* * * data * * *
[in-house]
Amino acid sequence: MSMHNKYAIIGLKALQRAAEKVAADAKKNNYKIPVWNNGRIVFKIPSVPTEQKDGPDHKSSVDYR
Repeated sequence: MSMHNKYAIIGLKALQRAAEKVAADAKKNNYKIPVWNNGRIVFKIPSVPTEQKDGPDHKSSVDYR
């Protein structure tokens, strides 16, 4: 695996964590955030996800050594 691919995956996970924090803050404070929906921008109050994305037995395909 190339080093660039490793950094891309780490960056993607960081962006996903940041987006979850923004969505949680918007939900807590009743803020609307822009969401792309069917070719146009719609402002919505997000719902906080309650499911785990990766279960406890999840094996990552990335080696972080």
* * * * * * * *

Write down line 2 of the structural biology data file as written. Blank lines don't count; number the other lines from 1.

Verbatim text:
Amino acid sequence: MSMHNKYAIIGLKALQRAAEKVAADAKKNNYKIPVWNNGRIVFKIPSVPTEQKDGPDHKSSVDYR